FROM THE OLD JOURNALS OF MY 17 YEAR OLD ROMANTIC SELF. . .

FROM THE OLD JOURNALS OF MY 17 YEAR OLD ROMANTIC SELF. . .

Journaling has not been a passion of mine, however, I’ve decided to make 2017 the year that I take the pursuit seriously;  I’ve started a self inquiry journal for the year, a quotidian journal, am planning to expand my love journal from last year into an old love journal started in 2004 (and again in 2006), and I ripped the pages out of my black leather-bound Celtic journal recently before an Introduction to Crystals workshop in order to rebirth it as my personal Book of Shadows. The first entry I tore out is embarrassing, funny and also interesting in light of the new political landscape we find ourselves in 15 years later. And, I have to say, I’m not quite as spunky, nor do I have such a flare for the dramatic turn of phrase, but I still hold to the same principles. It’s strange to see how much of my heart I lost in those 15 years and to think of how it’s only been in the work I’ve been doing the past year that I’ve rediscovered it. Also. . .I found the real hippies! They all live in the North Bay!

 

“If we appear to seek the unattainable, as it has been said, then let it be known that we do so to avoid the unimaginable.

– Port Huron Statement

 

I am becoming more like Petrarch every day. Wishing I could have lived in generations, even centuries long past. I see the past in a somewhat nostalgic and idealistic way, and very romanticized. Unlike the great Petrarch, I do not hate everything about my generation. I enjoy the technological advances and strong attitudes of women these modern times have brought to most. However, I cannot help but yearn for the passion and adventure of which I read of in history and fiction books alike. Movements like the ones for Civil Rights and feminism are no longer as proactive as they used to be because they don’t need to be. A large portion of the country has progressed and the good ole Hippie days are over. Rock n’ roll lives on, but the Hippies free lifestyle and attire has been shoved into boxes and put away in storage. The patriotism of WWII and the horror of it, as well as the Cold War fears, have been laid to rest but not forgotten. The roaring 20s with the flappers, the moon shiners and bootleggers, and all of those, have been long gone. The superstitions, rituals and “barbaric” cultures of the Celts and Druids have been gone for centuries. Cloaks, runes, festivals and the Tuatha de Danaan have only myth, legend and music by which to be remembered now. The Christians twisted all remnants of Pagan ritual into Christian “holiness” that it is barely recognizable, but at least it is there, here with us today, thousands of years later. And the ancient Greeks and Romans gave us politics, philosophy and science to be brought back into the light during the Renaissance. And the Dark Ages gave us breathtaking Gothic architecture that cannot be reproduced by the more “civilized” methods employed today.

Times in the past had important issues that people believed in, even gave their lives for. They fought non-violently and at the point of a sword. They believed unquestioningly and ritualistically in the powerful and at times vengeful gods and goddesses. Mortals went on legendary adventures and strived to be worthy of heroism: knightly, patriotic and legendary. College students rebelled against authority, rallied for peace and against Vietnam. There are still many political issues that cause our blood to boil: abortion, the death penalty, and religion among many others. Yes, people still protest and go to rallies, unions go on strike, hundreds die in tragedies like 911, but it lacks the fire, the passion, the glory of the old days. Instead of mystery, there’s conspiracies and skeptics. Instead of adventurous journeys, we take vacations and celebrate holidays with songs and presents rather than rituals and festivals. Yes, people live longer, cleaner and healthier lives but are they really any safer? We aren’t as war happy and don’t have as many outbreaks of epidemics in the arrogant USA anyway. We have the benefits of wealth and all the fulfilling excess materialism provides, and I tend to be quite materialistic. Technology is impressive and available to the privileged masses. The bourgeoise class displaced the chivalric and power hungry first class a while back. Still, the Romantic in me yearns, sometimes even pines, for those glorious, revolutionary, long ago days. I admit I am idealistic, the most idealistic of all my friends, Katie told me. I am not quixotic though. I do not “tilt at windmills” or write to the ancient heroes of the Classical period, even if I did, it would be to the Celts anyway.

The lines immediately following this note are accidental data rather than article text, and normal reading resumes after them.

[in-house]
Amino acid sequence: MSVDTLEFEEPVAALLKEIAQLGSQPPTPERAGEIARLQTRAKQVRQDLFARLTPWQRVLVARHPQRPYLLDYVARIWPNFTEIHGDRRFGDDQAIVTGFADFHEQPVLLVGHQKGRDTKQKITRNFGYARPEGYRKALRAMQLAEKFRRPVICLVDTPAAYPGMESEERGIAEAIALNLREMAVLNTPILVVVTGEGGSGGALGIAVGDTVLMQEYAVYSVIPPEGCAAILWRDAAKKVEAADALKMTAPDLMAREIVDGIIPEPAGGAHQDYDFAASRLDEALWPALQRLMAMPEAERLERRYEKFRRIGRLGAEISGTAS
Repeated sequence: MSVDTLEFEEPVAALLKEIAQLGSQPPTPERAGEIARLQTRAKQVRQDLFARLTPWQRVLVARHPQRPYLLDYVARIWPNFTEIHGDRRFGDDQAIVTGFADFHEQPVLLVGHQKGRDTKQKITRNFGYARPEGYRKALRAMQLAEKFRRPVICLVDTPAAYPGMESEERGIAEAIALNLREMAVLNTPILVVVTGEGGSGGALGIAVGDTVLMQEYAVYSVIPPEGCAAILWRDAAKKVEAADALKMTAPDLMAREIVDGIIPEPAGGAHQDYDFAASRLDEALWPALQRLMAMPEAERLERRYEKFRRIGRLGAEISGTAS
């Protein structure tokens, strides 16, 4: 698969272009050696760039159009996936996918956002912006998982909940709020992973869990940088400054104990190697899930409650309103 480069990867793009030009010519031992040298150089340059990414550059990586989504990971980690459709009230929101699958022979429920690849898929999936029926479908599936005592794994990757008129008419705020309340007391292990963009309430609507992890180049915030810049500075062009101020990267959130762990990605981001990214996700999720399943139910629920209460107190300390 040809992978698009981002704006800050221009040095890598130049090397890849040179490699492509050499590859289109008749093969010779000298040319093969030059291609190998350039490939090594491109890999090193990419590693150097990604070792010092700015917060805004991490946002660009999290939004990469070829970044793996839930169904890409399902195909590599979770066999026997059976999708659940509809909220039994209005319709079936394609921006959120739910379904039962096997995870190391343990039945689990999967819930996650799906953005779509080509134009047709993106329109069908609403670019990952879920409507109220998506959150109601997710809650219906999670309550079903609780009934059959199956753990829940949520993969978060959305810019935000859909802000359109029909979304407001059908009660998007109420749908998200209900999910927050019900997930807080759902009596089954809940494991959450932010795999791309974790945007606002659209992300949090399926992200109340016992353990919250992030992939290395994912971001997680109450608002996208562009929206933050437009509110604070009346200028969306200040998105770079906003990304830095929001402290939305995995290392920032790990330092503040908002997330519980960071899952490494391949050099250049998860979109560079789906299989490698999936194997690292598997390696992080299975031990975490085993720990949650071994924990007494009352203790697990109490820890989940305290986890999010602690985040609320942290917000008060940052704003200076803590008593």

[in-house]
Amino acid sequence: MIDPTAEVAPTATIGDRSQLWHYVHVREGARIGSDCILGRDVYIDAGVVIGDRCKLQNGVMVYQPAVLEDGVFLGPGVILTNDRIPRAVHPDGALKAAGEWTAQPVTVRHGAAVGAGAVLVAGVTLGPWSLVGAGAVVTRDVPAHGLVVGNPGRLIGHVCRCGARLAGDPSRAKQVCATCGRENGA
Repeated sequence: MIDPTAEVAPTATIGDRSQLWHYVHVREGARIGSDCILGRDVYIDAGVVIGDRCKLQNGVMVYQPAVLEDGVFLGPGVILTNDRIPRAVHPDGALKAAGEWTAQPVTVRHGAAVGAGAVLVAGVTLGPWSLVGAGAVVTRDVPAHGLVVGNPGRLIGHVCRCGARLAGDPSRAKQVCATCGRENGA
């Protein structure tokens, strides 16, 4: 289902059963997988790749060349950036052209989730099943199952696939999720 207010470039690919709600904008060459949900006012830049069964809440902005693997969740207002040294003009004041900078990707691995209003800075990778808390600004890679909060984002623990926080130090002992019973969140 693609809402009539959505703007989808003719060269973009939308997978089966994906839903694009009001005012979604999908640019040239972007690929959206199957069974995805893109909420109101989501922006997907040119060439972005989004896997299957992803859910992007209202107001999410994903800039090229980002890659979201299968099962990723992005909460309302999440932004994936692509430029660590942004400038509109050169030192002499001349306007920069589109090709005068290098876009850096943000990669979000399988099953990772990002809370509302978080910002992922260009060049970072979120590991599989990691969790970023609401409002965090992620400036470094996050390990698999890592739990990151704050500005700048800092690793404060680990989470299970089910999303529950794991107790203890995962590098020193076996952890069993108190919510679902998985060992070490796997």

I see nothing particularly wrong with either scenario anyway. For to balance my idealism and Romanticism, I am also a scientific and analytical person. A vaguely proclaimed Agnostic, I cannot further explain my religious viewpoint other than possibly skepticism. A constant state of doubt, believing there is really no way to prove that there is something higher or to disprove the much celebrated hypothesis. Yet, I am not content with that skepticism, for I believe it is an easy answer for those who are too happy to sit on the fence and not risk jumping off in either direction. So I continue to question, study and search my mind, heart and soul for the answers I seek. Wisdom and knowledge come with experience I know, but the experiences of those much older than I are far more exciting! Does every Korean Democrat stuck in a small town full of white, Christian Republicans feel this way? Or is it only the ones who wish to become philosophers and multi-million dollar film writer/directors?!

 

– Originally written on July 27, 2002

 

 

 

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